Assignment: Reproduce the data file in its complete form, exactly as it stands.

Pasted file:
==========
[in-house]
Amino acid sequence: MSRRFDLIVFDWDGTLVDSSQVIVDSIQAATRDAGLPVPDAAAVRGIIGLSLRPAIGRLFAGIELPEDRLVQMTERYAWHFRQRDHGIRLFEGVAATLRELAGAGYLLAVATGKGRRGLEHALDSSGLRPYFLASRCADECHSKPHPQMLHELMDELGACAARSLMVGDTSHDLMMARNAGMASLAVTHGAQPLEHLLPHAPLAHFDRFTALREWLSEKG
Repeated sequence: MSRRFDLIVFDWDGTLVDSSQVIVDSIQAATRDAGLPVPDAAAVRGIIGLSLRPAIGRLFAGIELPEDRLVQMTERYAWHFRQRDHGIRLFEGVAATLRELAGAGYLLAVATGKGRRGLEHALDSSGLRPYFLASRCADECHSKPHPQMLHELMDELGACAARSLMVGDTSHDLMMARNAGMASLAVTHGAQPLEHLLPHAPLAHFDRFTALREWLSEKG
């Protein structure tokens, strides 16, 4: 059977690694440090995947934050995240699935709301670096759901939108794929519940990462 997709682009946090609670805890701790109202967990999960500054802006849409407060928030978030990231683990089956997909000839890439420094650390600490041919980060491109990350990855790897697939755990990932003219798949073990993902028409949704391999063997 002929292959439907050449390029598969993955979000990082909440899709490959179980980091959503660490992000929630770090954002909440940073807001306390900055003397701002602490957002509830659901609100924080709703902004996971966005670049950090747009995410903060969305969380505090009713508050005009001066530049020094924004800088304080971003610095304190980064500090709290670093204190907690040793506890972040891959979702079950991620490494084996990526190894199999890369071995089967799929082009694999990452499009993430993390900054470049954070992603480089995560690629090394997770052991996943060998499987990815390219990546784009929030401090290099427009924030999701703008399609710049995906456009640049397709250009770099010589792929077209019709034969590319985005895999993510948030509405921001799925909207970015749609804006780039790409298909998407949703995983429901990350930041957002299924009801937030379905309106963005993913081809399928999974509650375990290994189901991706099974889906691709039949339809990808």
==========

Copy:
[in-house]
Amino acid sequence: MSRRFDLIVFDWDGTLVDSSQVIVDSIQAATRDAGLPVPDAAAVRGIIGLSLRPAIGRLFAGIELPEDRLVQMTERYAWHFRQRDHGIRLFEGVAATLRELAGAGYLLAVATGKGRRGLEHALDSSGLRPYFLASRCADECHSKPHPQMLHELMDELGACAARSLMVGDTSHDLMMARNAGMASLAVTHGAQPLEHLLPHAPLAHFDRFTALREWLSEKG
Repeated sequence: MSRRFDLIVFDWDGTLVDSSQVIVDSIQAATRDAGLPVPDAAAVRGIIGLSLRPAIGRLFAGIELPEDRLVQMTERYAWHFRQRDHGIRLFEGVAATLRELAGAGYLLAVATGKGRRGLEHALDSSGLRPYFLASRCADECHSKPHPQMLHELMDELGACAARSLMVGDTSHDLMMARNAGMASLAVTHGAQPLEHLLPHAPLAHFDRFTALREWLSEKG
């Protein structure tokens, strides 16, 4: 059977690694440090995947934050995240699935709301670096759901939108794929519940990462 997709682009946090609670805890701790109202967990999960500054802006849409407060928030978030990231683990089956997909000839890439420094650390600490041919980060491109990350990855790897697939755990990932003219798949073990993902028409949704391999063997 002929292959439907050449390029598969993955979000990082909440899709490959179980980091959503660490992000929630770090954002909440940073807001306390900055003397701002602490957002509830659901609100924080709703902004996971966005670049950090747009995410903060969305969380505090009713508050005009001066530049020094924004800088304080971003610095304190980064500090709290670093204190907690040793506890972040891959979702079950991620490494084996990526190894199999890369071995089967799929082009694999990452499009993430993390900054470049954070992603480089995560690629090394997770052991996943060998499987990815390219990546784009929030401090290099427009924030999701703008399609710049995906456009640049397709250009770099010589792929077209019709034969590319985005895999993510948030509405921001799925909207970015749609804006780039790409298909998407949703995983429901990350930041957002299924009801937030379905309106963005993913081809399928999974509650375990290994189901991706099974889906691709039949339809990808």